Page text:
The Hunter points and laughs saying “Go go melee huntard! L2Play noob!”

Confused and insulted he goes back to slaughtering the local wildlife the only way the game ever taught him to. With gun and axe.


Hours later in a flash of golden light he was now level ten. Time to visit the trainer and learn to tame his pet.

An hour and two corpse runs later he finally turns in the third quest and is rewarded with the ability to tame a pet of his very own.

He promptly runs outside town, tames the first bear he sees, and names it Ursa. Now he won’t be alone, all will be right in the world (of warcraft).


His new found friend in tow he goes forth to go root out a particularly nasty infestation of Troggs. Apparently they have offended someone by living in a local cave and need to be slaughtered.

Timmy finds that as soon as he fires his first shot Ursa goes and attacks the one he shot at. They are a team, working together. It’s starting to get fun.

The Troogs seem to just keep coming. Every time he finishes one off the next one starts in. With no time to feed Ursa in between fights and no way to heal her while she is fighting they are quickly overwhelmed.

Running back to his body like he has many times before he finds that there are Troggs everywhere around him. He manages to rez but dies before he can bring back Ursa.

Running back again he simply tries to run away, to get into the clear so he can eat and drink. He dies three more times doing before finally giving up in disgust and going to play on the X-Box.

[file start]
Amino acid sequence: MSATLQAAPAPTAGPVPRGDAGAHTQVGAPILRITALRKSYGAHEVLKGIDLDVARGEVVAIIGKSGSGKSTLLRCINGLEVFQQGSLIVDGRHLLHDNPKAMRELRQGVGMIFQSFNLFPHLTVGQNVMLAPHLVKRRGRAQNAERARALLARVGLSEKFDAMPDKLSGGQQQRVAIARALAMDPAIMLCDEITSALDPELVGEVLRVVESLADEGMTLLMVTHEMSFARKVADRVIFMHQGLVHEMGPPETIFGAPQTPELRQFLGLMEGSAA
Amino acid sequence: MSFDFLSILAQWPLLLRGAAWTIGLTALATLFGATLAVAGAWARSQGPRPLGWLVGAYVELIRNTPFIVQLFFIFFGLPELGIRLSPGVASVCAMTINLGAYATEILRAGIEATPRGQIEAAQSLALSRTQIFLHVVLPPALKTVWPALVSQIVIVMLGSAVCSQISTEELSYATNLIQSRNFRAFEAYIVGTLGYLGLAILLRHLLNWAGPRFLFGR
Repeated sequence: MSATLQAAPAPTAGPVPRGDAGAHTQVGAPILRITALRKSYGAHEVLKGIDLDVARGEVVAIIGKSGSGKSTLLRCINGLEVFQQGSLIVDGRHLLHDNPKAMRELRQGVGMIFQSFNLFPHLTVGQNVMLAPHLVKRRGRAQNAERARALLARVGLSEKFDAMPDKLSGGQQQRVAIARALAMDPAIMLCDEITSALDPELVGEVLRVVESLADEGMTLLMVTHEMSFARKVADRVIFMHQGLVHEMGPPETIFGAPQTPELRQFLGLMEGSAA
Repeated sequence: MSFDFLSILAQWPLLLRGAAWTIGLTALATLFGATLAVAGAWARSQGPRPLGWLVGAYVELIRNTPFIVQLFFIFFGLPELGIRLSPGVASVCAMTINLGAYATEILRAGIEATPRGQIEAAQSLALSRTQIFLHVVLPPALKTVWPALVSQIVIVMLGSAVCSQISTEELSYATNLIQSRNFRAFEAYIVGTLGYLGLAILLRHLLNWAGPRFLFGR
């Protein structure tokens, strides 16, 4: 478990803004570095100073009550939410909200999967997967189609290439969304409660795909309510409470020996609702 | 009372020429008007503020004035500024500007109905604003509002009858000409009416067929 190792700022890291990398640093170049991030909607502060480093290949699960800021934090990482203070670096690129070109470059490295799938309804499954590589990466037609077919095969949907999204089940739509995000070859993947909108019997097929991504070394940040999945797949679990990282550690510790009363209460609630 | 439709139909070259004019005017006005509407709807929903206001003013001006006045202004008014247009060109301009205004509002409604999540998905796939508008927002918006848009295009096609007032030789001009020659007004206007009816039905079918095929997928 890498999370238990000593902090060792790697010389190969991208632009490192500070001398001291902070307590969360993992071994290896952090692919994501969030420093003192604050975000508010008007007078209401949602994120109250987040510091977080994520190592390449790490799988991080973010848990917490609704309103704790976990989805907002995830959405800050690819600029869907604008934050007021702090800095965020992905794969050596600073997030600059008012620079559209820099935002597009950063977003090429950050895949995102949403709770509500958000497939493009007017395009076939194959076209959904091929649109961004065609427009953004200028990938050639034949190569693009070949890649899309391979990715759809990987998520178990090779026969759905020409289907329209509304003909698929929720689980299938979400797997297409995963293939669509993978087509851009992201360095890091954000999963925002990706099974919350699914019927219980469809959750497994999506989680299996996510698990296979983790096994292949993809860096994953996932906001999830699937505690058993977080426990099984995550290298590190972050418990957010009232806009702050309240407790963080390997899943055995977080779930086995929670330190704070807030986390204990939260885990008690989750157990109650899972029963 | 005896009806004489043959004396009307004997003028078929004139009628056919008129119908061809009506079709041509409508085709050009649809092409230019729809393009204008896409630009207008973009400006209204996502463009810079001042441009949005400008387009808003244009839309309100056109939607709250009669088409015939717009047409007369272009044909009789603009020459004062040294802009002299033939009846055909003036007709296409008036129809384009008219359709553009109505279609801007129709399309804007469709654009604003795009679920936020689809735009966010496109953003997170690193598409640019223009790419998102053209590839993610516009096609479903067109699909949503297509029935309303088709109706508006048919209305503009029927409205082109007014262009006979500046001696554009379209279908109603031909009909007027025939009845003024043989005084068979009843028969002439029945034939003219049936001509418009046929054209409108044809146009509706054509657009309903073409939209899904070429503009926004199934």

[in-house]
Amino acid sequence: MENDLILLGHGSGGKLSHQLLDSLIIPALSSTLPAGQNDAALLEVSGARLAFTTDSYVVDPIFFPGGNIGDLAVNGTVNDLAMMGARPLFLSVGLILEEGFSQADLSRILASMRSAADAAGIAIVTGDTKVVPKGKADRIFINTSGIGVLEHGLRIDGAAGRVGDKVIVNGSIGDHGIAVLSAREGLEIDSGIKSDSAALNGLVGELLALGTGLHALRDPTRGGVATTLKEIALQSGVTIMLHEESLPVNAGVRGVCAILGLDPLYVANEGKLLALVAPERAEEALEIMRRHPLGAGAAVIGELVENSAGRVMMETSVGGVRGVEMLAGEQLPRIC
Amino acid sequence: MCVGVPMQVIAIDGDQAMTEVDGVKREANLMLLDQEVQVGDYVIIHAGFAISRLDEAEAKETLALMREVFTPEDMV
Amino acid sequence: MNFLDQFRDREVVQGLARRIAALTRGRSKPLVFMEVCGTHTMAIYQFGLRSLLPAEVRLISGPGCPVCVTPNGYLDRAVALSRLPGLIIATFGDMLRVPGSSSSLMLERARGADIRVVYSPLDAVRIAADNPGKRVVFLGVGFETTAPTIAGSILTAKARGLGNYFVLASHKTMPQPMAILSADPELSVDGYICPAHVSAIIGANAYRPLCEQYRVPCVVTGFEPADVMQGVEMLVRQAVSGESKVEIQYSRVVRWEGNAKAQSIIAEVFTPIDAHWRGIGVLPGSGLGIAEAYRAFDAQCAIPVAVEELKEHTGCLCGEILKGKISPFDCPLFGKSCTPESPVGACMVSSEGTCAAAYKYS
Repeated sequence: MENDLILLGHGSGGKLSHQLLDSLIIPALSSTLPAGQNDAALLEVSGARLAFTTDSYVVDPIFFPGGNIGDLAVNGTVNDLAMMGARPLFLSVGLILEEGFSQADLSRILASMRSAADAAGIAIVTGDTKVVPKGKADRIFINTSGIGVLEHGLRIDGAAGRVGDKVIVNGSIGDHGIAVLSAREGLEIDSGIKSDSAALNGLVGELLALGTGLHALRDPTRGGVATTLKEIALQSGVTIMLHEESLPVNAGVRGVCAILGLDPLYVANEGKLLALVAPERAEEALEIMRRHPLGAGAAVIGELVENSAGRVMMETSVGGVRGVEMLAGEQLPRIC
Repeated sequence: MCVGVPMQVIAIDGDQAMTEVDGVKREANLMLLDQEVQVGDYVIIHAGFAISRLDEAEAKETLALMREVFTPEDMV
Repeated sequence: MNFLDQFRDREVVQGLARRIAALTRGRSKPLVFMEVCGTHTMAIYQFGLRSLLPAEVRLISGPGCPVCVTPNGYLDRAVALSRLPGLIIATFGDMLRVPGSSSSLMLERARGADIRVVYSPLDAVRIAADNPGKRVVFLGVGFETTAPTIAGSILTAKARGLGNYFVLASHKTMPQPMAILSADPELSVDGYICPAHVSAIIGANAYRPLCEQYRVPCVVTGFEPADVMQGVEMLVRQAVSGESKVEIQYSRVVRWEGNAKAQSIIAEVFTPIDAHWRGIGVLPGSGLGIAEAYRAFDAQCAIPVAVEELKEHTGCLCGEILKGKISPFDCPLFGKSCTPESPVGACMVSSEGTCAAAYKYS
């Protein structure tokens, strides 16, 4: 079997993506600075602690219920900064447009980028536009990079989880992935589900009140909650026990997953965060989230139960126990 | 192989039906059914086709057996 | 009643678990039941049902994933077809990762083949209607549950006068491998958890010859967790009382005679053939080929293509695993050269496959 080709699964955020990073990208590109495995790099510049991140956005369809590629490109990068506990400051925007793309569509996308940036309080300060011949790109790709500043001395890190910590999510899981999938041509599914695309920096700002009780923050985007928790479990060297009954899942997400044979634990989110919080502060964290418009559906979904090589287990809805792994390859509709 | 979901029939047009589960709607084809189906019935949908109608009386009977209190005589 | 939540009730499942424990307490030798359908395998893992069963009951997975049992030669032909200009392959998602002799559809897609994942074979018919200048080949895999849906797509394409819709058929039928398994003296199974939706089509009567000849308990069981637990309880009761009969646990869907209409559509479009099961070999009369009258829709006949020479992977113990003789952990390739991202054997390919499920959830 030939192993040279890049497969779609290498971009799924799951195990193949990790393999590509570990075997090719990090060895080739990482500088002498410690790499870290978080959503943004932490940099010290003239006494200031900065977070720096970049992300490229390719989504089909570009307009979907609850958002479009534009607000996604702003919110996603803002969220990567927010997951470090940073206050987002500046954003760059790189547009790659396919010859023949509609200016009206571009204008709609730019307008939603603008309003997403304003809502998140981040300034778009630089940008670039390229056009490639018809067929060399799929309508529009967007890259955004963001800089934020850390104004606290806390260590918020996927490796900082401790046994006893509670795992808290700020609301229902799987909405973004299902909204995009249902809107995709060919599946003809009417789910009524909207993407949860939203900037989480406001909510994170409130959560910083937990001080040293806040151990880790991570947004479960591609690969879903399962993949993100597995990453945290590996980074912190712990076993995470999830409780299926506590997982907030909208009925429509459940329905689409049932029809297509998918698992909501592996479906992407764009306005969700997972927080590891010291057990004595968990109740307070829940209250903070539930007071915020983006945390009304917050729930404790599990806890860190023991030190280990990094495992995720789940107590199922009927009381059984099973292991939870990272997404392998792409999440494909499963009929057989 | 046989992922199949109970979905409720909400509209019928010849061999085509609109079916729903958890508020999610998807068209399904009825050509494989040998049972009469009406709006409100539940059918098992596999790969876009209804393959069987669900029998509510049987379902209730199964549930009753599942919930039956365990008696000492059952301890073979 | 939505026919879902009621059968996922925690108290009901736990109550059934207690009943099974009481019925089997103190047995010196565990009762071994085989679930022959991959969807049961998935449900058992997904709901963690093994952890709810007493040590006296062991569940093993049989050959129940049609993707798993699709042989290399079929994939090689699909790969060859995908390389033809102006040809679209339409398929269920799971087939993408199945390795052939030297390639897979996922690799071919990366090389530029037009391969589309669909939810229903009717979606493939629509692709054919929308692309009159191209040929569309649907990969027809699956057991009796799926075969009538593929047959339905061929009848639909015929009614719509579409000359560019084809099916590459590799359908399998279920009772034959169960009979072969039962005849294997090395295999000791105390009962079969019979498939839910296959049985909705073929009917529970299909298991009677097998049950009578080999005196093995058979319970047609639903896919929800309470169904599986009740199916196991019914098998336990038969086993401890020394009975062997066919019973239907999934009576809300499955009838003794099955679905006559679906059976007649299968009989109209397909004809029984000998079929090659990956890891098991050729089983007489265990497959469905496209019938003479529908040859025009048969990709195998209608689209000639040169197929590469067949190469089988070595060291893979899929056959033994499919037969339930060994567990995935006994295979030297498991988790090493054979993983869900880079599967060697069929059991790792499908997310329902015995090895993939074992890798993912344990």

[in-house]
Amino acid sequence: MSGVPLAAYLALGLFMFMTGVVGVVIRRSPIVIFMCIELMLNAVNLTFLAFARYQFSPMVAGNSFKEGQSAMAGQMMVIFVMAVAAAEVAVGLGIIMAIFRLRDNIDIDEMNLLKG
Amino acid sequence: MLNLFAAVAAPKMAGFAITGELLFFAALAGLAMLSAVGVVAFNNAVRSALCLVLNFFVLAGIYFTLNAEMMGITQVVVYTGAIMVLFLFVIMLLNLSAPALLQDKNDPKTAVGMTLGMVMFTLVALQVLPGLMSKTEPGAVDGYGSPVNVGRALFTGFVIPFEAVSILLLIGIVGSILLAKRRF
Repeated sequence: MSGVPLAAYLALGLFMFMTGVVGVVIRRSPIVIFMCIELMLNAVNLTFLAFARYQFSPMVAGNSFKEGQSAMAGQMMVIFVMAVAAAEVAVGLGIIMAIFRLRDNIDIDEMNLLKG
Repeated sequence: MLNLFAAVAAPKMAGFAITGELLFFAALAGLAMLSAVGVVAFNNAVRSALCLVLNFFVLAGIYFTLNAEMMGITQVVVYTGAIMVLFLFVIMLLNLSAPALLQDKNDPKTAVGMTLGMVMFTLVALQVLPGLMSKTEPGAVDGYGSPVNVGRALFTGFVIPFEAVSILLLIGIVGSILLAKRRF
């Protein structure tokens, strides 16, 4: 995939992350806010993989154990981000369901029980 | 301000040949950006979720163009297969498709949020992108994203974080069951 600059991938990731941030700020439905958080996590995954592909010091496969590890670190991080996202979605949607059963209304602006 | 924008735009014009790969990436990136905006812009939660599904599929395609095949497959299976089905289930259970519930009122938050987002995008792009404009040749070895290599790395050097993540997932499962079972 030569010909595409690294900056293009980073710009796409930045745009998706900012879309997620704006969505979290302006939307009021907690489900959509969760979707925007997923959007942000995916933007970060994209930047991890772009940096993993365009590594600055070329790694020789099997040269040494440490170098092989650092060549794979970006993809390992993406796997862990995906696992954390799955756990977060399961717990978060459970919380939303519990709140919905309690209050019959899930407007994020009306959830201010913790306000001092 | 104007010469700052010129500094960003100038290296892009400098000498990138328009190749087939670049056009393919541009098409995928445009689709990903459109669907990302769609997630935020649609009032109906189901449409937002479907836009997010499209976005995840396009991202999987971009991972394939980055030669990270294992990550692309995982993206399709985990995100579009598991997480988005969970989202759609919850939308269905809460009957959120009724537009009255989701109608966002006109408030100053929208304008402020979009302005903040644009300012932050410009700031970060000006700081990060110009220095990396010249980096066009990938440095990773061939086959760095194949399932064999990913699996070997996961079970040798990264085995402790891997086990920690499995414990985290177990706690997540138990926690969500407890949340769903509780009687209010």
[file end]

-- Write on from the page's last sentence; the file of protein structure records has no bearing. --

Grats Blizz, you just lost another one.


What’s the whole point of this you ask?

I simply wanted to make the point that learning this game from scratch is not the most intuitive thing in the world. The design of the game, particularly from a hunters standpoint, actually encourages poor play style choices from the very beginning.

One thing I would love to see in Cataclysm is a drastic reduction in the level required to do the taming beasts questline for Hunters. Perhaps incorporate it at around level three or so.

After all, Warlocks get their first minion at level one. They are also far better petless than a Hunter is as they have no minimum range.

As of right now unless you somehow already know how to kite the first ten levels of a Hunters life they are pretty much Warriors with worse armor.

How’s about it Blizz?

Can we get a pet for Timmy before he you train him to be yet another melee Hunter?

10 Responses

  1. I think that sounds like an excellent idea.

    • Thanks.

      I think the pet should be provided earlier, as well as the spell mend pet. While they are at it the taming quests should actually require you to use a pet properly to complete. Perhaps having the taming stick show you what to do or something would be a nice touch as well.

  2. Hear hear!
    I remember well those days. Back when I was first learning the huntering, Defensive meant that once something attacked you, your pet would go after it. I meleed like that until well into my 30’s, just because I didn’t know any better. It wasn’t until I ran an instance as a warlock and someone asked me to send my voidwalker at something and I asked how that I actually learned the pet could go first and I could stay at range and shoot stuff. I’m sure I’ve told that story many times, but it doesn’t make it any less true.

    Something explaining the pet bar would also be an asset, if they could work that in.